By Dillon Thomas

WELD COUNTY, Colo. (CBS4) – As a national shortage of baby formula continues to impact young parents across Colorado, now the issue has started to reach a crisis level. Many parents who are financially stable have started to contact area food banks in search of formula.

(credit: CBS)

According to Weld Food Bank in northern Colorado, their staff has not had one single can of formula donated in nearly a month, meaning parents of all financial backgrounds are competing for the same goods elsewhere. Some staff with Weld Food Bank said their typical visitors already have a hard time affording pricey foods like formula, and the scramble to pay top dollar for the few remaining cans at stores is challenging for those on restricted incomes.

“We haven’t seen a can of baby food being donated in weeks and weeks,” said Bob O’Connor, CEO of Weld Food Bank. “We are not in a position at this point to help anybody.”

During the height of the COVID-19 pandemic, food banks saw a dramatic spike in Coloradans needing their assistance. The demand dropped significantly as many returned to work. However, as gas prices and groceries soar in price once again, people are returning to the food banks.

“In the last week that has really picked up, in the requests we are getting from folks (for formula),” said Stephanie Gausch of the Weld Food Bank.

In the past two weeks, the Weld Food Bank has started its day fielding dozens of calls from residents searching for formula for their babies.

“Individuals are getting very desperate. They are looking for formula,” O’Connor said.

Even before the shortage, the Weld Food Bank did not receive regular and scheduled donations of formula. They relied on families and local hospitals to donate any extra samples of formula they may have been shipped.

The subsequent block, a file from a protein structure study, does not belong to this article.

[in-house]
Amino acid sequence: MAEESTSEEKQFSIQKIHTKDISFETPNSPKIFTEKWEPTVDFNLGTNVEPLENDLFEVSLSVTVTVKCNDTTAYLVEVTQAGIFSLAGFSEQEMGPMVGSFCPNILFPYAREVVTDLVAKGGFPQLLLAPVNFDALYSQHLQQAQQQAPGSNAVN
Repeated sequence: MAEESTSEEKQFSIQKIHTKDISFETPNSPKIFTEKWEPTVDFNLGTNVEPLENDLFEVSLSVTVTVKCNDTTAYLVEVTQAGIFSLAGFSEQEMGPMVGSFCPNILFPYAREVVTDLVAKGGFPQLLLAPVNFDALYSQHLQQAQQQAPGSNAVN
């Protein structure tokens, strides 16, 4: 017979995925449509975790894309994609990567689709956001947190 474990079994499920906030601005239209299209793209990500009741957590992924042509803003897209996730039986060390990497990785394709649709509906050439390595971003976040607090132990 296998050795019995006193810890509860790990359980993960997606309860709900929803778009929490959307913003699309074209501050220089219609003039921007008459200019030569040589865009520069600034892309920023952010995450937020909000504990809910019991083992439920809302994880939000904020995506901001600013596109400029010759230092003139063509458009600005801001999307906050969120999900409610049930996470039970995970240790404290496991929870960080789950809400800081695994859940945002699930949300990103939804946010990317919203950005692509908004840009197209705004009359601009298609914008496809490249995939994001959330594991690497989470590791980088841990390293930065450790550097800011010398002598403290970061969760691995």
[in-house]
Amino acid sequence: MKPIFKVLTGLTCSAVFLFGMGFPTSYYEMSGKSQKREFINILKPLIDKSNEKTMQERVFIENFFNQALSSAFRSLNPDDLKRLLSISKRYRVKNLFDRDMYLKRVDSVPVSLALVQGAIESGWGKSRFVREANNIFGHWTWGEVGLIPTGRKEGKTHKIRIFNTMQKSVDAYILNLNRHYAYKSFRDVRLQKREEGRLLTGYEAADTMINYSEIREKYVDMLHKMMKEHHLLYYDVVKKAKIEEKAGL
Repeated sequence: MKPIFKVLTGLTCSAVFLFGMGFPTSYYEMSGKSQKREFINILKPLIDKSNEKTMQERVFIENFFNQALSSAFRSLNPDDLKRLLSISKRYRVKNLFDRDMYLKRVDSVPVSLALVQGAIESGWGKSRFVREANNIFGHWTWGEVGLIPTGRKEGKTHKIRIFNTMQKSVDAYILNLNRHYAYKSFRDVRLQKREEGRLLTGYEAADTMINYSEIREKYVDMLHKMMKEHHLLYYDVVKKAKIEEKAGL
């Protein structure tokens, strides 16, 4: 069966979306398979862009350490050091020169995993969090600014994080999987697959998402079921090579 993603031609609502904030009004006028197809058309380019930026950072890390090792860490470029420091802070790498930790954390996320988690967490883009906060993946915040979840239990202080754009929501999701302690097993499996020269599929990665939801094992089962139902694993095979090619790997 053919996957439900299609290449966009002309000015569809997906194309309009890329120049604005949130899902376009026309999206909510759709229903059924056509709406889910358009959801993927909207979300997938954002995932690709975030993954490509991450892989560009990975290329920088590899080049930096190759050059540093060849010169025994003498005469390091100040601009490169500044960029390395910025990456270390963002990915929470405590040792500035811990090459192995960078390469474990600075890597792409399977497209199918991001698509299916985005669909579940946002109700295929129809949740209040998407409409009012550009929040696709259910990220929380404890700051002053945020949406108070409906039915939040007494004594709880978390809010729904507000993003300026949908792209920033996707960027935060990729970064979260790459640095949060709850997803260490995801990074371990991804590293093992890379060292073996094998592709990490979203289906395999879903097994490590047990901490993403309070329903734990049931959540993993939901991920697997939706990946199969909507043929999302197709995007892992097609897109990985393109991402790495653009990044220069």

(credit: CBS)

As of Monday afternoon, the Weld Food Bank only had one single can of formula available for someone in need. However, it was a specialty blend that most parents can’t use for their child.

“I think it puts women, mothers and children in a really dangerous situation,” Gausch said.

Gausch said one of the most heartbreaking parts of not having formula comes with seeing how the current economic crisis is impacting parents who are trying to provide for their children.

Gausch recalled speaking with a local woman who said she was spending so much time and money trying to secure nutritional food for her children that she, herself, was no longer able to afford the food she needed which could cause a domino effect.

“She was worried she wouldn’t be able to provide the nutrition to herself to produce breast milk, and she was no longer going to be able to feed her baby,” Gausch said.

“We are here to help people. And to have to say to a parent who probably has a newborn that, ‘gee I’m sorry, we can’t help you.’ That is really tough to do,” O’Connor said.

(credit: CBS)

Parents who have extra formula that they no longer need are asked to donate it to their local food pantry, or to a family in need. The shelf life on the cans of formula often lasts several years.

Dillon Thomas